Fibromyalgia is a common and chronic syndrome of persistent widespread pain, stiffness ,mental distress and sleep or memory issues.
Symptoms of fibromyalgia can be confused with those of arthritis, or joint inflammation. However, arthritis, it has not been found to cause joint or muscle inflammation and destruction like arthritis. It is seen as a rheumatic condition, in other words, one that lead to soft tissue pain or myofascial pain.
According to the National Institute of Arthritis and Musculoskeletal and Skin Diseases (NIAMS), around 5 million adults of 18 or more years of age in the United States face fibromyalgia, and 80 to 90 percent of fibromyalgia patients are women.
- Fibromyalgia causes widespread pain, fatigue, and other types of problems.
- Symptoms are similar to those of arthritis, but fibromyalgia affects the soft tissue, not the joints.
- The cause is not clear, but risk factors are traumatic injury, rheumatoid arthritis and other autoimmune disorders, like lupus, and genetic factors.
- There is no permanent treatment, but medications, exercise, acupuncture, and behavioral therapy can help reduce symptoms and improve sleep quality.
Common symptoms include:
- widespread pain and tenderness
- jaw pain and stiffness
- pain and tiredness in the face muscles and adjacent fibrous tissues
- stiff joints and muscles in the morning
- uneven sleep patterns
- irritable bowel syndrome (IBS)
- painful menstrual cycles
- tingling and numbness in the hands and feet
- restless leg syndrome (RLS)
- sensitivity to cold or heat
- trouble with memory and concentration, known as “fibro-fog”
The following conditions can also possible:
- vision related problems
- pelvic and urinary problems
- weight gain
- cold or flu-like symptoms
- skin issues
- chest symptoms
- depression and anxiety
- breathing problems
Symptoms can occur at any time during a life time of person, but they are most commonly arrived around 45 years of age.
Medical attention is required as fibromyalgia can be difficult to control. As it is a syndrome, each patient will feel a different set of symptoms, and an individual treatment plan will be essential.
Treatment may envolve some or all of the following:
- graded exercise therapy
- cognitive behavioral modification therapy
- chiropractic care
- physical therapy
- low-dose anti-depressants, although these are not a first-line treatment
People with fibromyalgia required to consult with their doctor to think up a treatment plan that gives the best results.
Drugs may be suggested to treat certain symptoms.
These may include over-the-counter (OTC) pain killers. However, the European League Against Rheumatism (EULAR) issued a recommendation against using non-steroidal anti-inflammatory drugs (NSAIDs) to treat fibromyalgia in their upgraded 2016 guidelines.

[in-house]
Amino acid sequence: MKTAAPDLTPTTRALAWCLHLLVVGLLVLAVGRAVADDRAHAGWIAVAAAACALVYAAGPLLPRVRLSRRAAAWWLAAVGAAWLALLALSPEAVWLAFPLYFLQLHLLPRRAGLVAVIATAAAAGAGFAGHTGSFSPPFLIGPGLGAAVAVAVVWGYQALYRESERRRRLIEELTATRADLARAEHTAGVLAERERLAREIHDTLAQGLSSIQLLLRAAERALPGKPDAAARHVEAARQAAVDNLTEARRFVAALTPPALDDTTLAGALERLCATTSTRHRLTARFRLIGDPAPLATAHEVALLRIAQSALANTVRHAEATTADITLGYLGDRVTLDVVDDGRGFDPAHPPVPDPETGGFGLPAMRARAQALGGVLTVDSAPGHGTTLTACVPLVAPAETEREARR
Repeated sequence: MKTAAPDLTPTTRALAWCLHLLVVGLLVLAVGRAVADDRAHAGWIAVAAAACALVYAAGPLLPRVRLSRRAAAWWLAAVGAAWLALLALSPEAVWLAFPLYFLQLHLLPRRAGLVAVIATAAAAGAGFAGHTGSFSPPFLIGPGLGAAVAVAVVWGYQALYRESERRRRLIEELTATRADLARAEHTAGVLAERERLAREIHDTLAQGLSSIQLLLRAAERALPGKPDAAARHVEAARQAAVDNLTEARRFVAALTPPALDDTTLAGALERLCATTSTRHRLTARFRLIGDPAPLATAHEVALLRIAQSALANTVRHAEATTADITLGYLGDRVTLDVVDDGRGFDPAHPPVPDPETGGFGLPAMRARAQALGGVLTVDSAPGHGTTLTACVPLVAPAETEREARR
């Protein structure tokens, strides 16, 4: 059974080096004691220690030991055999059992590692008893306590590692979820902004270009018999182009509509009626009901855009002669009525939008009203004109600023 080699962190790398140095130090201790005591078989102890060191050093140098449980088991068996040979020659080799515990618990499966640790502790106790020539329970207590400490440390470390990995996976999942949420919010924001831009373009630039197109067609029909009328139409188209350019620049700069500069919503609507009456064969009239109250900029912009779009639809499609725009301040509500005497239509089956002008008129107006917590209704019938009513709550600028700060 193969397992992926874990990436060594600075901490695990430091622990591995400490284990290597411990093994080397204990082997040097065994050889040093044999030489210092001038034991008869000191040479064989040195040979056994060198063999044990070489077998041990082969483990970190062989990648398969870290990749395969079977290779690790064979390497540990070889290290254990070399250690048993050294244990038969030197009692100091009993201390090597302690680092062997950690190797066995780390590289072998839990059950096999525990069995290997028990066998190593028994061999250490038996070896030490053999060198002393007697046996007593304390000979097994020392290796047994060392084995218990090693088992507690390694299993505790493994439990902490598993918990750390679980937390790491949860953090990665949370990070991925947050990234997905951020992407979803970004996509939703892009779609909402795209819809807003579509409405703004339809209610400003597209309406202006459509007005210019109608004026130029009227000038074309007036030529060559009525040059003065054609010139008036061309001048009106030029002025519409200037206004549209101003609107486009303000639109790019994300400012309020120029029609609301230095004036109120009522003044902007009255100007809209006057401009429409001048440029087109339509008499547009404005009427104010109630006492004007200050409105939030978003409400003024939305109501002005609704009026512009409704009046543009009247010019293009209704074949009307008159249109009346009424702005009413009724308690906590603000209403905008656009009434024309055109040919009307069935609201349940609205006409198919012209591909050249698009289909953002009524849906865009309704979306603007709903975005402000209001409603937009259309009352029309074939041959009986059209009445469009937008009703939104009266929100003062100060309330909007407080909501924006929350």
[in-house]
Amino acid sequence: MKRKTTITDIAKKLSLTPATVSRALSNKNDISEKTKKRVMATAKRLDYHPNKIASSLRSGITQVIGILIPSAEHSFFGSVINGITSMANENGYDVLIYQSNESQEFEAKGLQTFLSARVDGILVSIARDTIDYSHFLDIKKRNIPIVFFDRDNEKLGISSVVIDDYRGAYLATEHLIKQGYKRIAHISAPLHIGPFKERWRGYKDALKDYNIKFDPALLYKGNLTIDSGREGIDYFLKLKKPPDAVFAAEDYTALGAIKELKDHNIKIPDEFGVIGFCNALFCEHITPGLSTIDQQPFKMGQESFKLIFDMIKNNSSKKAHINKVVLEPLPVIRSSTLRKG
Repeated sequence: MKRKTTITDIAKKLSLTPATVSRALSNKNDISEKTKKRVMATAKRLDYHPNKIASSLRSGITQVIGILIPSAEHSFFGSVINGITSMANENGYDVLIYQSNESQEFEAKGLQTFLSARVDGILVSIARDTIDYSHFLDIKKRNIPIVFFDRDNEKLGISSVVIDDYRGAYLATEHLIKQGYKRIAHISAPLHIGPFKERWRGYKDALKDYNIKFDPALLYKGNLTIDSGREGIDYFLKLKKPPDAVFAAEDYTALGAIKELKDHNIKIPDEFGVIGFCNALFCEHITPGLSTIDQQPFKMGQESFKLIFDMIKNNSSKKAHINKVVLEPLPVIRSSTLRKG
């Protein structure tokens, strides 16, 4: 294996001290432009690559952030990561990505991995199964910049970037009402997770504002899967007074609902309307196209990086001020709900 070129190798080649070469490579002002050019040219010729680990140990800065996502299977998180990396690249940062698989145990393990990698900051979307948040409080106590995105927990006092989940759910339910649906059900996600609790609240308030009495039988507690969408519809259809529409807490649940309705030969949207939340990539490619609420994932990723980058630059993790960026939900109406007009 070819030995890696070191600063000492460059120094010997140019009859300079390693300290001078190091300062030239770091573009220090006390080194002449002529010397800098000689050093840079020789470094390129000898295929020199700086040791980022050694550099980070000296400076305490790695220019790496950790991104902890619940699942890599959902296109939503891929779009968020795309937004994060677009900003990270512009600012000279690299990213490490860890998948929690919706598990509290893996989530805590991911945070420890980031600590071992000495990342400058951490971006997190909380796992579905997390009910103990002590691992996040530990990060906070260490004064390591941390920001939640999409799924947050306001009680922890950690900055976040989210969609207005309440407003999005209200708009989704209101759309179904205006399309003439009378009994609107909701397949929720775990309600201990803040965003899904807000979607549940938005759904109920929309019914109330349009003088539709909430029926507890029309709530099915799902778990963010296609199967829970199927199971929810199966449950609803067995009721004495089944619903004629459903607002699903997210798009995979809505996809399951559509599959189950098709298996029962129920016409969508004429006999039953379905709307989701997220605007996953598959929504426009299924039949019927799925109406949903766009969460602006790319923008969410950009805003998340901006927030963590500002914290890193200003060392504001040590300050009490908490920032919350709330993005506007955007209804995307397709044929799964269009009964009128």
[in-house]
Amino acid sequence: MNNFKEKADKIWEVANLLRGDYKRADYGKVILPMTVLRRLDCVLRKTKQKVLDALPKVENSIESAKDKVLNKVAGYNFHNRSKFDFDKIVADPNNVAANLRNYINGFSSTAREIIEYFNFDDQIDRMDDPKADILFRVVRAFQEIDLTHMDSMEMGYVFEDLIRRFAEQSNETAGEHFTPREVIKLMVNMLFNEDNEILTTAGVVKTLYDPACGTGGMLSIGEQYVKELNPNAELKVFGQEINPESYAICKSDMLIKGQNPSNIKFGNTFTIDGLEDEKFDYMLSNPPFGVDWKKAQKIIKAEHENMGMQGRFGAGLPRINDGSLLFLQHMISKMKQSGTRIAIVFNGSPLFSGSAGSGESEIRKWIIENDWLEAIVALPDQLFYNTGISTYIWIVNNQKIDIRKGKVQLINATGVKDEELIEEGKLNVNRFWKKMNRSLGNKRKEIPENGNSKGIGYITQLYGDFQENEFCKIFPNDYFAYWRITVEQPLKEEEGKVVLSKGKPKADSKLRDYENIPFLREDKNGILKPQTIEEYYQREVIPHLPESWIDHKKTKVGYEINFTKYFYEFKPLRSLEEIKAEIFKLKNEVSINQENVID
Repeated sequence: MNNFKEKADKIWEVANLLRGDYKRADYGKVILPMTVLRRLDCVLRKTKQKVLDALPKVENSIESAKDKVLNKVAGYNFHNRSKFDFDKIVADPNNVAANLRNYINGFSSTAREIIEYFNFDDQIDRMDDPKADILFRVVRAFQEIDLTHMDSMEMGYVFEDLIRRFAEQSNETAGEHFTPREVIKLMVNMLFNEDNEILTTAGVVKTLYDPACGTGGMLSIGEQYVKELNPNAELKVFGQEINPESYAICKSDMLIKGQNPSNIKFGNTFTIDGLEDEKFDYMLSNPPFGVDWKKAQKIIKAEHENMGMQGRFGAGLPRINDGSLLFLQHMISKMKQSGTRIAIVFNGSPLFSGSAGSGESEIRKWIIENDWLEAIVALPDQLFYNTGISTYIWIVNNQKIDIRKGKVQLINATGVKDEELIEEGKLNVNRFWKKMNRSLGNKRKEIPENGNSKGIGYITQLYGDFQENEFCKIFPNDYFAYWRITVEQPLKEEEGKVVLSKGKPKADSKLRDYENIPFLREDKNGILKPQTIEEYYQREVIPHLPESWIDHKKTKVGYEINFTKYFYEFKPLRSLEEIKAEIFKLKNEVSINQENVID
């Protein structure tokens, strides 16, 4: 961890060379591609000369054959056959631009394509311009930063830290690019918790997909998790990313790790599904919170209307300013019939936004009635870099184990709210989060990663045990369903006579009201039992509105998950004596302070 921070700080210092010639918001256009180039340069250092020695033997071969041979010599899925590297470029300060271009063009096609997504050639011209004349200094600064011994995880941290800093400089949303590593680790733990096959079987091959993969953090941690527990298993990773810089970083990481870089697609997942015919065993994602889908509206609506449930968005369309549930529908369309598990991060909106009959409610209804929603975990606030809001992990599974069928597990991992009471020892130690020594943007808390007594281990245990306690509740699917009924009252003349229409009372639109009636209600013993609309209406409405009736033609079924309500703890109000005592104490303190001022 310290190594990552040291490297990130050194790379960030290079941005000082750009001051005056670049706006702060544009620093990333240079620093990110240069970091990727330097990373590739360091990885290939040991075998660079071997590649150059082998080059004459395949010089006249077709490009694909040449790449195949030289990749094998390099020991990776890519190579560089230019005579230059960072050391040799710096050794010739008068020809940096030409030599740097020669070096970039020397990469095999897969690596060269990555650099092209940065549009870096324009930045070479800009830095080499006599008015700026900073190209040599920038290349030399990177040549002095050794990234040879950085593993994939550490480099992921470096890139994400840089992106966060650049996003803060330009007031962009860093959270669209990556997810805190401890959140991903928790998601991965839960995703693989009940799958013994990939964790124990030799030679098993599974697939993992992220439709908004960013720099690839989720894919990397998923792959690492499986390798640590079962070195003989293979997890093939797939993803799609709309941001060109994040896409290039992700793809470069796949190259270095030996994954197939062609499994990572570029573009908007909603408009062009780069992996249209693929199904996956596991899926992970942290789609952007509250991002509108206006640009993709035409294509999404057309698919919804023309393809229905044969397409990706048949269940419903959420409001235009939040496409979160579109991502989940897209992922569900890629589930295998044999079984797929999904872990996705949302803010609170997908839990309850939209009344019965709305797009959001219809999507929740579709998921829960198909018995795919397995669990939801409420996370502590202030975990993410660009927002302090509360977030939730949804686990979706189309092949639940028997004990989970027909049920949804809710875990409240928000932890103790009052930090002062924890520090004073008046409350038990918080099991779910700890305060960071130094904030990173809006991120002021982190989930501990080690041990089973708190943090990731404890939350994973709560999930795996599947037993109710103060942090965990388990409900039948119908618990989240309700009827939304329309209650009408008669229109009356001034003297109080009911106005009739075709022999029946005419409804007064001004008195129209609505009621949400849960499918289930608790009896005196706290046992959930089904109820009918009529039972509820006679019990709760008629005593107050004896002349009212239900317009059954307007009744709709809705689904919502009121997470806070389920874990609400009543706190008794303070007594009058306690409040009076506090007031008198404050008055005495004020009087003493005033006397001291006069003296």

Antidepressants, like duloxetine, or Cymbalta, and milnacipran, or Savella, may help relieve pain. Anti-seizure drugs, such as gabapentin also known as Neurontin, and pregabalin, or Lyrica, may be prescribed.
However, a review has suggested that patients usually stop taking these drugs because they are not successful in relieving pain or because of their disadvantageous effects.
Patients should inform the doctor about any other medications they are taking to avoid side-effects and interactions with other drugs.
Pain, tenderness, stiffness and sleep disruption can be reduced by following a combination of aerobic exercise and resistance training, or strength training in some patients.
If exercise is helping with relieve of symptoms, it is necessary to follow regularly in order to notice improvement.Working out with a partner or personal trainer may help to maintain consistency in the exercise plan.
Some patients have experienced improvements in their quality of life after initiating acupuncture therapy for fibromyalgia. The number of sessions needed will depend on the symptoms and their seriousness.
One study found that 1 in 5 people with fibromyalgia follow acupuncture within 2 years of diagnosis. The researchers concluded that it may improve pain and stiffness. However more detailed studies are required.
Behavior modification therapy
Behavior modification therapy is a form of cognitive behavioral therapy (CBT) that aims to reduce negative, stress- or pain-raising habits and improve positive, sensible behaviors. It includes learning new coping skills and relaxation exercises or yogas.
The accurate cause of fibromyalgia is unknown. However, current thinking in the field of Rheumatology recomends that fibromyalgia is a problem with central pain processing in the brain, where there may be enhanced sensitivity or perception of pain to a given trigger.
There is a range of possible risk factors, which includes:
- a stressful, traumatic physical or emotional event, such as any accident
- reccuring injuries
- rheumatoid arthritis or other autoimmune diseases, like lupus
- central nervous system (CNS) issues
- the way our genes manage how we process painful stimuli
Fibromyalgia may also be hereditary. Females who have a family history of fibromyalgia have a increased risk of experiencing it themselves.
It can take some time to confirm a diagnosis of fibromyalgia as the symptoms resemble those of other conditions, such as hypothyroidism or arthritis. These conditions must be prevented first before making diagnosis of fibromyalgia.
There are no lab tests for the condition, and this, too, can cause delayed or missed diagnosis.
The American College of Rheumatology has confirmed three criteria for making diagnosis of fibromyalgia.
- pain and symptoms over the one week, out of 19 recognized body parts, along with levels of fatigue, Disturbed sleep, or cognitive issues
- symptoms that have been persisting for at least 3 months
- no presence of another health condition that would explain the symptoms
Earlier, ‘tender points’ were used to diagnose the condition. However, these are no longer suggested to used as the diagnosis of fibromyalgia.